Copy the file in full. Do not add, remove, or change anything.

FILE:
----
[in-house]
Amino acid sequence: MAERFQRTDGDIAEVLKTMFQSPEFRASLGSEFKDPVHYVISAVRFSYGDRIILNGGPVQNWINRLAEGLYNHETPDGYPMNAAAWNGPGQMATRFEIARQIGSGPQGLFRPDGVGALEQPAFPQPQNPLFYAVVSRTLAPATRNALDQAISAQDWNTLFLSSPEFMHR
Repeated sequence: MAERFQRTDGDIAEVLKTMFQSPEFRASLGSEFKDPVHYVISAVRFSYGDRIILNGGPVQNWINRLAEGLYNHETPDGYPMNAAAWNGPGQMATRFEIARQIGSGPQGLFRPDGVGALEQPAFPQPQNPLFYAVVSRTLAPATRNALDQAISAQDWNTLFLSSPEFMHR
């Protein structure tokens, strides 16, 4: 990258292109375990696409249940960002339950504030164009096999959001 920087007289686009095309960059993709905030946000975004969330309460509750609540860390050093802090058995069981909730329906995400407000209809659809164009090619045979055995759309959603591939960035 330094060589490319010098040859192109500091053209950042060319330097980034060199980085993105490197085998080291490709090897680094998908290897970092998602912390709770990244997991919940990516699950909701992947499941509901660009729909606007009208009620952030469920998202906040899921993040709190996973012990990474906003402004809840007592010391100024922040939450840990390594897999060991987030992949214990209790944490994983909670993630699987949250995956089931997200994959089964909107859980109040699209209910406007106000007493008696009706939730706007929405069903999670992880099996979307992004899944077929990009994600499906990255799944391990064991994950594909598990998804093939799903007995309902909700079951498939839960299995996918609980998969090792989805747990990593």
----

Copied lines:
[in-house]
Amino acid sequence: MAERFQRTDGDIAEVLKTMFQSPEFRASLGSEFKDPVHYVISAVRFSYGDRIILNGGPVQNWINRLAEGLYNHETPDGYPMNAAAWNGPGQMATRFEIARQIGSGPQGLFRPDGVGALEQPAFPQPQNPLFYAVVSRTLAPATRNALDQAISAQDWNTLFLSSPEFMHR
Repeated sequence: MAERFQRTDGDIAEVLKTMFQSPEFRASLGSEFKDPVHYVISAVRFSYGDRIILNGGPVQNWINRLAEGLYNHETPDGYPMNAAAWNGPGQMATRFEIARQIGSGPQGLFRPDGVGALEQPAFPQPQNPLFYAVVSRTLAPATRNALDQAISAQDWNTLFLSSPEFMHR
């Protein structure tokens, strides 16, 4: 990258292109375990696409249940960002339950504030164009096999959001 920087007289686009095309960059993709905030946000975004969330309460509750609540860390050093802090058995069981909730329906995400407000209809659809164009090619045979055995759309959603591939960035 330094060589490319010098040859192109500091053209950042060319330097980034060199980085993105490197085998080291490709090897680094998908290897970092998602912390709770990244997991919940990516699950909701992947499941509901660009729909606007009208009620952030469920998202906040899921993040709190996973012990990474906003402004809840007592010391100024922040939450840990390594897999060991987030992949214990209790944490994983909670993630699987949250995956089931997200994959089964909107859980109040699209209910406007106000007493008696009706939730706007929405069903999670992880099996979307992004899944077929990009994600499906990255799944391990064991994950594909598990998804093939799903007995309902909700079951498939839960299995996918609980998969090792989805747990990593």